In his first official compilation in nine years, German club veteran and Cocoon Recordings stalwart Timo Maas brings to his Balance mix a highly developed and eclectic sensibility. Rather than sequence a two-disc set of steamrolling club cuts, Maas instead fashions the first half to be more of a ‘listening' set intended to ease the listener into the throwdowns that dominate the back half. Maas spent four months listening to, by his own estimation, a few thousand candidates before settling on the thirty-seven that ultimately made the cut. His strong contribution to the Balance series is generally hard-grooving despite Maas's propensity to occasionally pull it into unexpected directions.
The first disc includes genres not typically featured in the standard Balance release, with Maas opting for cuts that have more in common with electronica, electropop, and New Wave than techno and house in the strict sense—which isn't to say it doesn't groove as it certainly does once it advances beyond the disc's first quarter. That Maas's Balance set will be different from others is immediately intimated by his decision to open the collection with two of his own ambient electronica creations, the first (“Morning Beauty”) a grandiose synth-heavy overture and the beat-based second (“A Day After George”) a shuddering, bass-driven plodder that serves as a natural segueway into the mix proper. Nicolas Jaar's “Time For Us” jumpstarts the mix with a supple groove and gravelly vocal hook that paves the way for Vector Lovers' pulsating rave treatment of Solvent's “Loss For Words.” Deetron's hypnotic “Sing” then leads into DJ Koze's wonky “Kosi-San” remix of Mathias Kaden's “Kawaba” and the jazzy piano stylings of “Once Again” by Henrik Schwarz and Kuniyuki. At this juncture, Maas's opening mix is solidly locked into its breezy, tech-house groove, with cuts by Mathias Schaffhäuser (“The 1st Thing”) and Danny Tenaglia (“Elements (The Dtour)”) driving the mix deeper into a tribal percussive zone, before it rides out on a cresting wave courtesy of Carl Craig (“At Les”) and William Orbit (a spacey makeover by Maas and Santos of “Nimrod” that ends with Elgar inflections).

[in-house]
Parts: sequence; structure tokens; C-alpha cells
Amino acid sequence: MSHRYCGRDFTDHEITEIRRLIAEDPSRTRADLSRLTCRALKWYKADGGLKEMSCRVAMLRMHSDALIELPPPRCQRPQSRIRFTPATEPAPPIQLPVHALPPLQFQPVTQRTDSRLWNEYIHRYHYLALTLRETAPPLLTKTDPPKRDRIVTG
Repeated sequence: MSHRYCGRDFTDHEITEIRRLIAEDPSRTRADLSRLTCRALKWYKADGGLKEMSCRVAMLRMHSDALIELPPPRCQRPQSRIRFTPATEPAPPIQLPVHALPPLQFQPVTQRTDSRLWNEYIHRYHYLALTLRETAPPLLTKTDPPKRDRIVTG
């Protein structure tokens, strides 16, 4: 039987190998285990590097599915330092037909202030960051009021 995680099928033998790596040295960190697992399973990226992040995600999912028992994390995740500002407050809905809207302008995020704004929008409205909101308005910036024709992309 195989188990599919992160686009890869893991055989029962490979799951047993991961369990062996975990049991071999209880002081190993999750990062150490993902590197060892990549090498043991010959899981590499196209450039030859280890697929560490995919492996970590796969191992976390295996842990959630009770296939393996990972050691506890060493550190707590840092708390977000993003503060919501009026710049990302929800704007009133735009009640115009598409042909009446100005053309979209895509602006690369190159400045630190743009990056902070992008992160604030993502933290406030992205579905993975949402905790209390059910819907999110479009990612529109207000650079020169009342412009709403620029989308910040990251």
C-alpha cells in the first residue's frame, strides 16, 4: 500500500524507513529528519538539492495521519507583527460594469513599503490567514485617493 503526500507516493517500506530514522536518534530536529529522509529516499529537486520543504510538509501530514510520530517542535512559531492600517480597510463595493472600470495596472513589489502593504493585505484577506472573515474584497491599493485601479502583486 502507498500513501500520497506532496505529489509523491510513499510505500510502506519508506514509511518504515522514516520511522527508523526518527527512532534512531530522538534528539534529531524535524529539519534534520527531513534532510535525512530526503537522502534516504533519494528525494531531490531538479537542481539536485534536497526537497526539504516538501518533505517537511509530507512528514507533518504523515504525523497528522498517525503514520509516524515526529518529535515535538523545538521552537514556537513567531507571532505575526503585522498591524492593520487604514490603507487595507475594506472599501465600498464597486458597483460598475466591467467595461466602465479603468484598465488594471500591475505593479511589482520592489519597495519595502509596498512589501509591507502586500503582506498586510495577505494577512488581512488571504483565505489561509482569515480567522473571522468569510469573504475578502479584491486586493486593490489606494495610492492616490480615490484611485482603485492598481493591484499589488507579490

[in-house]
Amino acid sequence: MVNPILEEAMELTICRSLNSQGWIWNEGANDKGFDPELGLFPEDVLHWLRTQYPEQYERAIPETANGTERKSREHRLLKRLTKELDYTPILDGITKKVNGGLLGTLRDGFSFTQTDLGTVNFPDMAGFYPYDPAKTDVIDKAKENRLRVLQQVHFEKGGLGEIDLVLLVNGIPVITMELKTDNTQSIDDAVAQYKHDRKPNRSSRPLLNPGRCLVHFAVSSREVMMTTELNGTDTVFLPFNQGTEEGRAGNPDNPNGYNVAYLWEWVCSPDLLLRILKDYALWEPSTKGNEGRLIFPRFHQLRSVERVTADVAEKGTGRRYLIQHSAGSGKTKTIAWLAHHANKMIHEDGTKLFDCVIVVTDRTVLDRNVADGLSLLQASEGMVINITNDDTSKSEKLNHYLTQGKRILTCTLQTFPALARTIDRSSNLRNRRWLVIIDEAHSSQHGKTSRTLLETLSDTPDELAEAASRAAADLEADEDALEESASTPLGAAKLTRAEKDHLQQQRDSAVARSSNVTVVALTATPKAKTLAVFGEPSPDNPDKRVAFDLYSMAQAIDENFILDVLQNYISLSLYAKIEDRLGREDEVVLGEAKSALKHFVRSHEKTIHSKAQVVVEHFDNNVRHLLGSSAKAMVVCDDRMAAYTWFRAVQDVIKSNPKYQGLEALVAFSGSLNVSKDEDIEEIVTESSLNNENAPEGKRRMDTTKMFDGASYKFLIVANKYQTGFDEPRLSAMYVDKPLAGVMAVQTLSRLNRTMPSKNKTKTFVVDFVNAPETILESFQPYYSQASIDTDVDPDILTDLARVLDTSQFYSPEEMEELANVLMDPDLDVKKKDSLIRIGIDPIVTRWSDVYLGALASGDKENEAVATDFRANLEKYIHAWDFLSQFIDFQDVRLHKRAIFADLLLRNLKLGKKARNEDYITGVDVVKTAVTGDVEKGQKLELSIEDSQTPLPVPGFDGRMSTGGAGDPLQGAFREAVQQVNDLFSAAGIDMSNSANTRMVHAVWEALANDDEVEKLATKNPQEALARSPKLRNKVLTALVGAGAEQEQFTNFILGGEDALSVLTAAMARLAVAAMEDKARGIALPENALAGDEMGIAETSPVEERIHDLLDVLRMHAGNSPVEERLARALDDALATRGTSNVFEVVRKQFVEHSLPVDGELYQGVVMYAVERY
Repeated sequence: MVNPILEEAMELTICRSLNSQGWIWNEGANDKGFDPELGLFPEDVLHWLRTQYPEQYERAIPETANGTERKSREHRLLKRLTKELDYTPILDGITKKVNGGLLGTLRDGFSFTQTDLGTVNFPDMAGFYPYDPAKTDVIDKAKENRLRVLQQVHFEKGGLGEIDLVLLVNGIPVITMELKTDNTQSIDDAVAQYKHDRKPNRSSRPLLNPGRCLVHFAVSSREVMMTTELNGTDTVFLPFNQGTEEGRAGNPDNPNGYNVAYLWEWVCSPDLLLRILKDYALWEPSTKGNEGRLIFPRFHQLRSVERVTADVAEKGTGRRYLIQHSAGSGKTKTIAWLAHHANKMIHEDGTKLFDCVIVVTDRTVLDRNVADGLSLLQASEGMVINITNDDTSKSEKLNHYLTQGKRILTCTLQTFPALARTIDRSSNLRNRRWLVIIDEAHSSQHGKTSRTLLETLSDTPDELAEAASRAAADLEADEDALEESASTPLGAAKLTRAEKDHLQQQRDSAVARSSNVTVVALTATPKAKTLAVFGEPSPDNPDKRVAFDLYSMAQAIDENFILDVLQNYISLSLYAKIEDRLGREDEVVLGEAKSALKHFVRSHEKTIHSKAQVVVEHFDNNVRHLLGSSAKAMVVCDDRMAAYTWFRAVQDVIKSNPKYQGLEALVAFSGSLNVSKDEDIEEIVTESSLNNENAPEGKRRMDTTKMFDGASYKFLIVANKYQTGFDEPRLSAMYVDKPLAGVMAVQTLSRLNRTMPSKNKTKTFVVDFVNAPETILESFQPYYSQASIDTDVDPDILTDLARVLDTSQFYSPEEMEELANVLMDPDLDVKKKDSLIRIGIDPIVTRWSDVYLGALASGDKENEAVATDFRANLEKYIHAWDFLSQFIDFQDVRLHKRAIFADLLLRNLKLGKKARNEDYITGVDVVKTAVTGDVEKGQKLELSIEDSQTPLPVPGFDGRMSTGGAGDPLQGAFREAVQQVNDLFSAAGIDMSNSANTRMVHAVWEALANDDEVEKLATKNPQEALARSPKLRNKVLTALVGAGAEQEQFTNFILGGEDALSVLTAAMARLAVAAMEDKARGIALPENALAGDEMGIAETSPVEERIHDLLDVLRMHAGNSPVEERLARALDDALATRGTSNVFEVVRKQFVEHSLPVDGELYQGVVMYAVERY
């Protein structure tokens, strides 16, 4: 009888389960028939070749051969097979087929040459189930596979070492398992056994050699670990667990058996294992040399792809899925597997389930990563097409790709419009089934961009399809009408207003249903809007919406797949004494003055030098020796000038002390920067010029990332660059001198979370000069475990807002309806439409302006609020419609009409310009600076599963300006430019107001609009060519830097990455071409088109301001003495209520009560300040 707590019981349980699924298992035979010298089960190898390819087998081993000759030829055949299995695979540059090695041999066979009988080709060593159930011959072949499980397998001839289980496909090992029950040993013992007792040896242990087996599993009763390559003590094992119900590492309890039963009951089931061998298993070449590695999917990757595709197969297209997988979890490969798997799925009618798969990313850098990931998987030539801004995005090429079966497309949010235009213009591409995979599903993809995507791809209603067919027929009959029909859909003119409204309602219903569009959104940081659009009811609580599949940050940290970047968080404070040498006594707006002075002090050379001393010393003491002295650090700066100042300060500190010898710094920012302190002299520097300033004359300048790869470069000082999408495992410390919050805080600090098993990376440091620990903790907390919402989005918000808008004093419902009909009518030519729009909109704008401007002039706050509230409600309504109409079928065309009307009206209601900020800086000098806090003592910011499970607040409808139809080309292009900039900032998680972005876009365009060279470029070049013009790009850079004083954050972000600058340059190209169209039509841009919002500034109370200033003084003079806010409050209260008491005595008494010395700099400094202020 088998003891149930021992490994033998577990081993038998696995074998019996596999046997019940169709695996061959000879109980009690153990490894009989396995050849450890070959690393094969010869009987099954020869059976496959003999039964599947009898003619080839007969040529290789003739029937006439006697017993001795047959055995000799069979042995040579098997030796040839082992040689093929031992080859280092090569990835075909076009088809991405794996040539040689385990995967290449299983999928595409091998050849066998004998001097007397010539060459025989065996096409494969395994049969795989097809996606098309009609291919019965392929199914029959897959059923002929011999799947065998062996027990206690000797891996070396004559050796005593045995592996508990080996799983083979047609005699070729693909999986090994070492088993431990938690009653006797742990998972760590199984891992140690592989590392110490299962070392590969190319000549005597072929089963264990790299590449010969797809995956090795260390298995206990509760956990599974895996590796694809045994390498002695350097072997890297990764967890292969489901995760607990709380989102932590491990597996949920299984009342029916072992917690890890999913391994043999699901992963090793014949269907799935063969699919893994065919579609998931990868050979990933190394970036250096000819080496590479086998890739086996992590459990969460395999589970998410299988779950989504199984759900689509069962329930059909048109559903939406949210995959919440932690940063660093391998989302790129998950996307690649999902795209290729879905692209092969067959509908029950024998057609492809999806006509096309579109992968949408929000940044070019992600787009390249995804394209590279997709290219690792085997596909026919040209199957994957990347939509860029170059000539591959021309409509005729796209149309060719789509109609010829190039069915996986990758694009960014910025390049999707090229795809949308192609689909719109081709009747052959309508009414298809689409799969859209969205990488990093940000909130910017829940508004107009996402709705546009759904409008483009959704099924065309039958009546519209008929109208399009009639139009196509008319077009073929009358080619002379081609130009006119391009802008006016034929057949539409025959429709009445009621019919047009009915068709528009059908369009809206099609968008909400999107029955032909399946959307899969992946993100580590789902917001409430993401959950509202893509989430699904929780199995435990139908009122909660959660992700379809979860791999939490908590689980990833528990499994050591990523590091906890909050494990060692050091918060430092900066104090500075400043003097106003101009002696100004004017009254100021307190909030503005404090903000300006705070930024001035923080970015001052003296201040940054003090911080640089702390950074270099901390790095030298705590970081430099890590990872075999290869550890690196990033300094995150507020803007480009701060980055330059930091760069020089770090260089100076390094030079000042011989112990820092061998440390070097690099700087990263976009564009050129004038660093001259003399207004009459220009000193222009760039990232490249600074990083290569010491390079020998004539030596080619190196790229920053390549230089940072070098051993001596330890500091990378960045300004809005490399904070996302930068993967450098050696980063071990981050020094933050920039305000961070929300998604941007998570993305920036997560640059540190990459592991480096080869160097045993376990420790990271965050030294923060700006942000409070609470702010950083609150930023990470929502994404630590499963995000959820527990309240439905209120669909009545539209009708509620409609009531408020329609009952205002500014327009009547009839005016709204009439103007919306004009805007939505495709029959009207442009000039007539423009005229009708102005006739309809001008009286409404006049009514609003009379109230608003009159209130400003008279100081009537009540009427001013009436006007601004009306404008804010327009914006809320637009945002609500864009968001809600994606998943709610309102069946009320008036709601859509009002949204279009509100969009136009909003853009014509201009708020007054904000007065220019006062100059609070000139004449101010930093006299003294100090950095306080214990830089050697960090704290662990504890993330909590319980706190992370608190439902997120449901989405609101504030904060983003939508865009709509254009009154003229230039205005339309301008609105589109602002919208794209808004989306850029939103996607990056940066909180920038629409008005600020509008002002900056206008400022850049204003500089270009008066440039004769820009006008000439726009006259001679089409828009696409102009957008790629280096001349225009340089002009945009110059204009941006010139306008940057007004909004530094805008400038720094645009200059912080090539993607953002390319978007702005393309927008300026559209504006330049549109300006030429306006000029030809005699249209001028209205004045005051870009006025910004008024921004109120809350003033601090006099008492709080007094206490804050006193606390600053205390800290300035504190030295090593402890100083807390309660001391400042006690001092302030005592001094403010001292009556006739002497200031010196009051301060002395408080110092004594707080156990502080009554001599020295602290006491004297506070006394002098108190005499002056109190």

Having ranged widely during the first half, Maas tightens the stylistic focus in the second with a high-rolling mix of club bangers that charges out of the gate (many of its eighteen selections are by artists associated with Maas's own Rockets & Ponies label). Hard-grooving cuts such as Kenny Larkin's “Glob,” Alex Niggemann's “Take Control,” and The Mole's “Nervous Disid” establish a concrete foundation that allows Maas to indulge his trippier side in the material that follows (his own “Kick 1 Kick 3” and “Arcadia” by Mutant Clan, Maas's collaborative project with Italian producer Santos) without the mix splintering apart. Though blissfully radiant in tone, Santos's hard-driving “Matinèe” nevertheless brings the mix back down to earth before Maas catapults it skyward once more via the industrial-tinged electro-banger “Clouds” and the grinding brain-addle of Lost Veteranos' “It's Wronger.” Heading into the final laps, the mix takes in old-school acid techno in the form of Emmanuel Top's “Somewhere” and Hardfloor's thumping “Acperience 1” and then exits with one final surprise, an epic Maas treatment of Placebo's “Ashtray Heart”—hardly the choice one would expect for the closer but one perfectly in keeping with Maas's overall vision.